A Superior Court judge has tentatively ruled that the SDSU West initiative is legally qualified for the November ballot.
“The court must defer to the electorate’s constitutional right to enact laws through the initiative process,” Judge Randa Trapp wrote in her order on Tuesday, explaining that the court should “shortcut the normal initiative procedure only where the invalidity of the proposed measure is clear beyond a doubt.”
Trapp’s tentative ruling will be argued in Superior Court Thursday, and the validity of a competing initiative for SoccerCity will be considered by a different judge next week.
In May, City Attorney Mara Elliott asked the court to review both measures, arguing that they infringed on the authority of the mayor and City Council.
“By seeking pre-election guidance from the courts, the city hopes to avoid a situation where voters act on measures that are later found to be legally invalid,”Elliott said at the time. “Even if the court finds no problems with the measures, it may narrow post-election issues, which will save taxpayer money and potentially expedite city actions to implement a successful measure.”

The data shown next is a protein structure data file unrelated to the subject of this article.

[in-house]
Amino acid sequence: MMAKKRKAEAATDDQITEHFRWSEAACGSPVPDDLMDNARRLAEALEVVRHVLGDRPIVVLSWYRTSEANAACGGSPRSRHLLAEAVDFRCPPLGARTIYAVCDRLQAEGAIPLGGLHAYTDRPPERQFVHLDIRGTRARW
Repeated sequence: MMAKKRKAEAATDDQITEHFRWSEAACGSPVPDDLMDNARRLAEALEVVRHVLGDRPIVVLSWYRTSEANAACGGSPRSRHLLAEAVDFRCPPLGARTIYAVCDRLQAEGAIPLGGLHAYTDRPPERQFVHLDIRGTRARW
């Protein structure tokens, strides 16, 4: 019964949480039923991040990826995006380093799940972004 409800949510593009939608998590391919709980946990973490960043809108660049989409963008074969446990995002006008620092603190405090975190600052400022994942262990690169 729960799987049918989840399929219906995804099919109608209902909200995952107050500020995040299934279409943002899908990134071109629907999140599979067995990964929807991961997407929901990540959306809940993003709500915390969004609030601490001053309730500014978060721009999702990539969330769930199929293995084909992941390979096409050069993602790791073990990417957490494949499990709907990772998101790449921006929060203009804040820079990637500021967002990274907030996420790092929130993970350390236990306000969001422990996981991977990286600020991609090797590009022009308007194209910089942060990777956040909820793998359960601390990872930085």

Both the SoccerCity and SDSU West proposals have garnered enough signatures to qualify for the November ballot. Whichever measure receives the most votes — assuming it exceeds 50 percent — will win the rights to negotiate with the city to redevelop the former Qualcomm Stadium site in Mission Valley.
The SDSU West plan proposes the sale of about 132 acres of city property to San Diego State University or an auxiliary organization to clear the way for a new 35,000-seat Aztecs football stadium. The facility would also accommodate professional soccer, concerts as well as other events, and could expand to accommodate a future NFL franchise.
The SoccerCity initiative, meanwhile, proposes a 99-year property lease and construction of a 23,500-seat soccer stadium that could be enlarged for football games.
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